And of course the paparazzi was there to capture the whole thing.
The next 60km to Norcia was a bit of a grind after the effort of the climb – not to mention yesterday’s granfondo. A pre-shower beer and a bag of nice salty chips at the hotel bar was a perfect way to end the ride.Moments like this are as brief as they are rare. With Thomson, there is no fucking around when it comes to our schedule. It is late, and we have to clean ourselves up and get to dinner before it’s too late. There’s another move in the morning, and another big day ahead. We enjoy the walk to dinner, if not the stairs we encounter along the way. As always, there are amazing sights to be seen, followed by a recap of an unforgettable day over an unforgettable meal.A domani!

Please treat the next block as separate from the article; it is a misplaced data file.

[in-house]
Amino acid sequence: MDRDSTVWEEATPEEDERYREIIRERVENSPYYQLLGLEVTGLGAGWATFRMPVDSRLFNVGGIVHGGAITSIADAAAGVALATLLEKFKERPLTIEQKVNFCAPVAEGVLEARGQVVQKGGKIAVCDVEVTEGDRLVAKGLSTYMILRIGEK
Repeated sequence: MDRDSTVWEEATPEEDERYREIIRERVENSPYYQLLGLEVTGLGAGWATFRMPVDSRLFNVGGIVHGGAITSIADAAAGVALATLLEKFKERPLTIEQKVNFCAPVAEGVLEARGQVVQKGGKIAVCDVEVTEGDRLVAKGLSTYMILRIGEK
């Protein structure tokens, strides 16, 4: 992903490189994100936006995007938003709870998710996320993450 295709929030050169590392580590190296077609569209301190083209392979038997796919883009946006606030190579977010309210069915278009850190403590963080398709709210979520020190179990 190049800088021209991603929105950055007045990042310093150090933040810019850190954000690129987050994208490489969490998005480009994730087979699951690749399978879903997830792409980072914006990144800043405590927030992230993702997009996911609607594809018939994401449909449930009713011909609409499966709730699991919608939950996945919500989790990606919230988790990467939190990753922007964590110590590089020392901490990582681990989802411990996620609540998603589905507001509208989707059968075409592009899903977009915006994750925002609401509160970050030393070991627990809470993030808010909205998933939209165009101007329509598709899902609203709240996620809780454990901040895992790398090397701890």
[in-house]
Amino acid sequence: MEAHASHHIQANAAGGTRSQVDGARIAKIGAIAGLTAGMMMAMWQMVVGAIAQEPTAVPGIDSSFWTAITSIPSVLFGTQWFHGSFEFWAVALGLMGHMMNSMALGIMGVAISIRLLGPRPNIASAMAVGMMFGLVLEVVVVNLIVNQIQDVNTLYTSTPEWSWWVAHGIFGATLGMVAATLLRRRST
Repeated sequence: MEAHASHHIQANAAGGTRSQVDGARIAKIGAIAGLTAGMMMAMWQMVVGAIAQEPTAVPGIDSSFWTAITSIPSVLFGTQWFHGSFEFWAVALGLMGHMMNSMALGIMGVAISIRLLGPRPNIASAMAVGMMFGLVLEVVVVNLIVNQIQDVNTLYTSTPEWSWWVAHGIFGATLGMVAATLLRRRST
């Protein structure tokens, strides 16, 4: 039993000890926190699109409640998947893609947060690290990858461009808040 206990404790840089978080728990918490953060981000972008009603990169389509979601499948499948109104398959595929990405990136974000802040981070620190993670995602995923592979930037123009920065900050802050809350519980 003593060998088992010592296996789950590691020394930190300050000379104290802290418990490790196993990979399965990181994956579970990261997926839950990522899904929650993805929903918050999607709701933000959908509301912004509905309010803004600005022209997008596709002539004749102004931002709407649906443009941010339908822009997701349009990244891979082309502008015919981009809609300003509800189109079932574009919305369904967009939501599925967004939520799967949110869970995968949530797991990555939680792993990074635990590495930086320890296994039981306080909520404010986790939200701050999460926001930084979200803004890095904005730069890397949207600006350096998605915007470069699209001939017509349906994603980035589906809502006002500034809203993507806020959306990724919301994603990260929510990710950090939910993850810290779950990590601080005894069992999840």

I just love reading this! Thanks so much for sharing. I spent three summers in or around Rome so many years ago. Your descriptions are wonderful memory teasers! What a dream this must be to ride with such a group and be supported!. One lucky lady…. they are a lucky group to have such a witty and beautiful person from Winnipeg.
It is always a dilemma… save to read over espresso in the morning… or read at night, and fall asleep jealously rehashing your tales in my head! So glad you are enjoying it. Bel tempo, buoni amici, buona birra.
Can’t believe you have the energy to write after that kind of ride.
Wow…. Amazing times!! Great riding and ” surviving” aka killing it! I hope I can do some rides like this at some point in my life! Enjoy to the max.
Gaaa…what’s that lovely bike doing upside down?
Sounds like a wonderful trip. The pics from Rome bought back some great memories.
Spectacular Times and wonderful memories. Am so impressed by the riding distances and climbs from our prairie girl!!
Hard to believe you’re a flatlander after seeing you climbing that day!